I was taught a meditation technique that centered on the breath. Big Deal right? Pretty much most traditions have a ‘beginner’ technique of “following the breath”, often the sensation on the tip of the nose, or trunk of the body.

As taught to me there were some notable (I won’t say “unique” or “different”) characteristics:

  • Biomechanically is a “belly breath” like a child or animal. In western biological lingo: “diaphragmatic breath”.
  • experience the stillness in the turn of the breath. What is in the moment at the bottom of the breath? What is in the moment at the top of the breath? You may experience an expansive space that remains even when your next in/out breath
  • visualize the movement of the breath in and out of the body (I can go further but for now it’s an imagination or creativity.
  • experience any interoceptive sensations, either biomechanical or “energetic”.

But sitting on the cushion is only 1/30 or 1/40 of our day so we were taught to stop and return to this breath and experience whenever possible during the day.

I don’t find this particularly appropriate as the needs of the day change: climbing stairs, swimming laps, conversations, doing push-ups – but you can observe what the “right” breath is at that moment. The ancients didn’t pull a cushion and “meditate” but they probably did sit in stillness for hours waiting for their next meal to arrive at the watering hole.

I recently enjoyed a talk by Simon Thakur that shed light on why aboriginals often describe that the tribe was part of the landscape. No greater, not a dominator, but a part. Simon contends that humans had mirror-neuron-like experiences of the movement of animals and plants in order to silently, internally, interoceptively know that the rustle in the bush was predator, prey or just the wind. That a splash is moving river was the fish they sought. That the shape of an animal print in sand or mud showed the animal’s emotional state at the time.

I digress. The point is that meditation is a formal practice to re-instate something humans have lost. In this presentation, I propose that the Meditation is a western hijack.

I propose some drivers for this:

  1. It suits the new atheists like Sam Harris to make think pieces and products and seminars that pull in a secular crowd to something previously excluded because eastern “woo” is less suspicious than western woo or scientistic woo.
  2. Mindfullness is big business – at the time of writing both Headspace and Calm are apparently valued at more than $1Billion. Products that profit still
  3. Critics assert that western “concensus buddhism” is a psychologised,  disembodied version that suited the analysts and therapists that needed a new trick to wallpaper over the cracks of Freudian treatment protocols. This is well-covered Anne Gleig’s American Dharma  and by many others
  4. Baby boomers want to atone for their materialistic conditioning without relinquishing their acquisitions, privilege or position.
  5. The relentless growth of New Age, the Secret and self improvement works its way through the entire culture in primarily an “idea” form.

As mentioned at the top, breath is included (in some way) in all these western unbundled practices. But has its central importance been pushed to the edge? Has it been relegated to a mere component of psychological perspective?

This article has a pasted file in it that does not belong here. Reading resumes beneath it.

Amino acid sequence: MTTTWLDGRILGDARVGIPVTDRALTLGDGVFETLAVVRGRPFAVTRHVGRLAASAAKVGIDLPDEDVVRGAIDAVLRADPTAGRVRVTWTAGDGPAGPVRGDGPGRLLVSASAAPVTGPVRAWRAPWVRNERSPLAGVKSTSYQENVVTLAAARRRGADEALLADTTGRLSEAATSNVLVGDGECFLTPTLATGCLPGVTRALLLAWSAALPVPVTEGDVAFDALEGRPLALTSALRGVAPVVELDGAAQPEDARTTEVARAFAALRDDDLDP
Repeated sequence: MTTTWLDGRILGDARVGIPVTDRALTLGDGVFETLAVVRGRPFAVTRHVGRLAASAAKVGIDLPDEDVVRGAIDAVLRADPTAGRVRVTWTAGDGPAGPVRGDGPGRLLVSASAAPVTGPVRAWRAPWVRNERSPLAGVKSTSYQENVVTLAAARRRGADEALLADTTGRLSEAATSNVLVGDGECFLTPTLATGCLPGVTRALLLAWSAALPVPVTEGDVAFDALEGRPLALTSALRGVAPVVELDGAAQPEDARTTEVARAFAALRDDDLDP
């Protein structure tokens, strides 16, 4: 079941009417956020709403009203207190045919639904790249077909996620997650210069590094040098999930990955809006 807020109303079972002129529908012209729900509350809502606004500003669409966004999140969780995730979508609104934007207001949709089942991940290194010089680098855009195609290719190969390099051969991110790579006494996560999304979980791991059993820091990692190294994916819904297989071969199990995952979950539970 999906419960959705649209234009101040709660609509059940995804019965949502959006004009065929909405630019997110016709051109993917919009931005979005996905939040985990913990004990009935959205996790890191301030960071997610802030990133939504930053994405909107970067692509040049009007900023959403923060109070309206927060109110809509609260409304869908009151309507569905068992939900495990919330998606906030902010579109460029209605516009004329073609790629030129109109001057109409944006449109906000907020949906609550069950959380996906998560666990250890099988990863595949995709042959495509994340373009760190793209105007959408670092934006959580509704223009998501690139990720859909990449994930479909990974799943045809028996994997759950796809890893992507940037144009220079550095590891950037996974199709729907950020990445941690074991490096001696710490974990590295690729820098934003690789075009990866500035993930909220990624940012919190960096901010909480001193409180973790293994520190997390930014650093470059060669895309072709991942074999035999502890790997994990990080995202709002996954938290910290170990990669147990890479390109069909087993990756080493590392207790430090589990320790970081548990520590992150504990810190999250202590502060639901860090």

I’m still digressing. The actual point is that apart from keeping us alive (remember that?), breath is about the best no-bullshit intelligence that you have. Better than any teacher, than any book, than any blog/wiki post.

If you are breathing shallow, have a pain in your solar plexus, breathing into the chest, have no rest at the turn of the breath, no awareness of the breath – then that tells you are 100% normal. Also 100% insane. (Eckhardt Tolle joke).

I find some interesting learnings about the by-products of “appropriate” breathing.

Nasal Breathing

I had an operation for a deviated septum, I probably need to get another. During aerobic activity I need to mouth-breathe (or when I have a cold) – I suspect this is a real achilles heal for me. I get throat problems, flus attack me there first, mucus production. Shit, I better sort this out.

Listen to people like Paul Chek and its clear we must prioritise nasal breathing, it offers:

  • filtering of harmful airborn particles. Why would you want them in your throat? (blowing nose or using Neti-style flushing is good – the latter apparently should be avoided if you are already deeply congested)
  • Para-sympathetic activation – if you are a startup founder or in fact most people, its likely you have excess stress, adrenal/cortisol activity. This is an overactive “sympathetic” nervous system. Apparently nasal breathing activates para-sympathetic or relaxation response. See also Vagal nerve.


Vagus Nerve

I mentioned earlier this presentation that covers a little on significance of the  the 10th cranial nerve (vagal) that covers a vast amount of the trunk and organs contained. You can think of the vagus nerve as being a bi-directional super-highway for trunk/brain communication.

Belly (diaphragmatic) breathing massages the vagus nerve – everyone knows that a deep breath (or 3) is central to kicking off relaxation. The vagus stimulation is one mechanic in that process. I’d love to spend all my time studying/practicing breath and the vagal system. I hope to get there one day.

Heart Rate Variability (HRV)

Again  this presentation covers the relationship between vagus nerve and heart rate variability. HRV is more important than you think in regards to healthspan, if you have any doubts, then check out how you can win $500K if you figure it out first. Clue: maybe its breath related.

Oura Ring